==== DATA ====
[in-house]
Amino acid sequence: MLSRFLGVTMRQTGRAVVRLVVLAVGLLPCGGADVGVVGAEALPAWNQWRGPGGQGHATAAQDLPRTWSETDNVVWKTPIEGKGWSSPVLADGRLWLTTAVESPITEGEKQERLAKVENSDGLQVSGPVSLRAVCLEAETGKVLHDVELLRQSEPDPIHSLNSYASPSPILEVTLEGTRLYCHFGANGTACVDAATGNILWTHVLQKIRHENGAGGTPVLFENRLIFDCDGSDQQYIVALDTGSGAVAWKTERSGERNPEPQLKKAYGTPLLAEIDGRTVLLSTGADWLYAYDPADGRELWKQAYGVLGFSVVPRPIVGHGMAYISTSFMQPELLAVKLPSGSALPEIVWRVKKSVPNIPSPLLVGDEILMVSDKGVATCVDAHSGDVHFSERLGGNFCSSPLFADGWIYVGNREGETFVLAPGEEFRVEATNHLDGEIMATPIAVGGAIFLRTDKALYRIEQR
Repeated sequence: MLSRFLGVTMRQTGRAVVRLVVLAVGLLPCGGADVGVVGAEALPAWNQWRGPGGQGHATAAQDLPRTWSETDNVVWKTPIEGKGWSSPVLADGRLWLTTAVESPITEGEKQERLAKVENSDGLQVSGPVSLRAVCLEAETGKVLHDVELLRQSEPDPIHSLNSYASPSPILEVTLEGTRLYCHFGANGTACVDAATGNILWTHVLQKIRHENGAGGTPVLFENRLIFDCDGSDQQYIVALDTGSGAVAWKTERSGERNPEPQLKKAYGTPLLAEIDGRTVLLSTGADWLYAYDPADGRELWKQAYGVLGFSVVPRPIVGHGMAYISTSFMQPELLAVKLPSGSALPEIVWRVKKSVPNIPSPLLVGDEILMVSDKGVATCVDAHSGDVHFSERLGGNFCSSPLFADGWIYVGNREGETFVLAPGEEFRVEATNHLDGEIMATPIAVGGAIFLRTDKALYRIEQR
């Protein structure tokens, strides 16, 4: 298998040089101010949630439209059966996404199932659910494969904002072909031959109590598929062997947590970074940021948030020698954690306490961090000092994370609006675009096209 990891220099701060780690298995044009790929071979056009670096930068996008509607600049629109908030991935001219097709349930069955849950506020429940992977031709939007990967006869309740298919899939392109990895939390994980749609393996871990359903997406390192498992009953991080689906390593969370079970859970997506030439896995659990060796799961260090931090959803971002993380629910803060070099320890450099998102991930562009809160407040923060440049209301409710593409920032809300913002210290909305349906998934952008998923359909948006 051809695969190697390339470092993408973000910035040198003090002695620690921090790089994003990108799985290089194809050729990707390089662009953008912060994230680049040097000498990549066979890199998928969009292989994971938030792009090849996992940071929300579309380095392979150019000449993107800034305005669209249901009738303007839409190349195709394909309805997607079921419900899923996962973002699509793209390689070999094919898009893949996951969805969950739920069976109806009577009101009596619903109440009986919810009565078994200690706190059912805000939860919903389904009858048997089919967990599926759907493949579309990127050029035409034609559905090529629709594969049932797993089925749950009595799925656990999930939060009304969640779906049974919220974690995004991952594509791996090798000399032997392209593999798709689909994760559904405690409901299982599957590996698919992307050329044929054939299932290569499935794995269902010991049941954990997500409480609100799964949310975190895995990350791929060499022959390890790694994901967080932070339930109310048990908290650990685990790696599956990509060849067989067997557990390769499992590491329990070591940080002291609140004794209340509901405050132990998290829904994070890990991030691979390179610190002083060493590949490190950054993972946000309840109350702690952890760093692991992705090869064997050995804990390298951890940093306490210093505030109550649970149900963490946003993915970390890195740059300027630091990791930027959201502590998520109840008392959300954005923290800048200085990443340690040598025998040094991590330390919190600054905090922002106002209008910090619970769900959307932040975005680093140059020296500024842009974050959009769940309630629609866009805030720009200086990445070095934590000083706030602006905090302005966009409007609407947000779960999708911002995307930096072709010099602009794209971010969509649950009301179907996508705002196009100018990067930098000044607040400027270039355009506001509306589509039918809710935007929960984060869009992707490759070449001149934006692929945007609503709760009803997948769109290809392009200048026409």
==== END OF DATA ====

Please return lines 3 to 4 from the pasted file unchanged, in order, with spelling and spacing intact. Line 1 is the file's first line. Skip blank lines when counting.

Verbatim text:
Repeated sequence: MLSRFLGVTMRQTGRAVVRLVVLAVGLLPCGGADVGVVGAEALPAWNQWRGPGGQGHATAAQDLPRTWSETDNVVWKTPIEGKGWSSPVLADGRLWLTTAVESPITEGEKQERLAKVENSDGLQVSGPVSLRAVCLEAETGKVLHDVELLRQSEPDPIHSLNSYASPSPILEVTLEGTRLYCHFGANGTACVDAATGNILWTHVLQKIRHENGAGGTPVLFENRLIFDCDGSDQQYIVALDTGSGAVAWKTERSGERNPEPQLKKAYGTPLLAEIDGRTVLLSTGADWLYAYDPADGRELWKQAYGVLGFSVVPRPIVGHGMAYISTSFMQPELLAVKLPSGSALPEIVWRVKKSVPNIPSPLLVGDEILMVSDKGVATCVDAHSGDVHFSERLGGNFCSSPLFADGWIYVGNREGETFVLAPGEEFRVEATNHLDGEIMATPIAVGGAIFLRTDKALYRIEQR
């Protein structure tokens, strides 16, 4: 298998040089101010949630439209059966996404199932659910494969904002072909031959109590598929062997947590970074940021948030020698954690306490961090000092994370609006675009096209 990891220099701060780690298995044009790929071979056009670096930068996008509607600049629109908030991935001219097709349930069955849950506020429940992977031709939007990967006869309740298919899939392109990895939390994980749609393996871990359903997406390192498992009953991080689906390593969370079970859970997506030439896995659990060796799961260090931090959803971002993380629910803060070099320890450099998102991930562009809160407040923060440049209301409710593409920032809300913002210290909305349906998934952008998923359909948006 051809695969190697390339470092993408973000910035040198003090002695620690921090790089994003990108799985290089194809050729990707390089662009953008912060994230680049040097000498990549066979890199998928969009292989994971938030792009090849996992940071929300579309380095392979150019000449993107800034305005669209249901009738303007839409190349195709394909309805997607079921419900899923996962973002699509793209390689070999094919898009893949996951969805969950739920069976109806009577009101009596619903109440009986919810009565078994200690706190059912805000939860919903389904009858048997089919967990599926759907493949579309990127050029035409034609559905090529629709594969049932797993089925749950009595799925656990999930939060009304969640779906049974919220974690995004991952594509791996090798000399032997392209593999798709689909994760559904405690409901299982599957590996698919992307050329044929054939299932290569499935794995269902010991049941954990997500409480609100799964949310975190895995990350791929060499022959390890790694994901967080932070339930109310048990908290650990685990790696599956990509060849067989067997557990390769499992590491329990070591940080002291609140004794209340509901405050132990998290829904994070890990991030691979390179610190002083060493590949490190950054993972946000309840109350702690952890760093692991992705090869064997050995804990390298951890940093306490210093505030109550649970149900963490946003993915970390890195740059300027630091990791930027959201502590998520109840008392959300954005923290800048200085990443340690040598025998040094991590330390919190600054905090922002106002209008910090619970769900959307932040975005680093140059020296500024842009974050959009769940309630629609866009805030720009200086990445070095934590000083706030602006905090302005966009409007609407947000779960999708911002995307930096072709010099602009794209971010969509649950009301179907996508705002196009100018990067930098000044607040400027270039355009506001509306589509039918809710935007929960984060869009992707490759070449001149934006692929945007609503709760009803997948769109290809392009200048026409």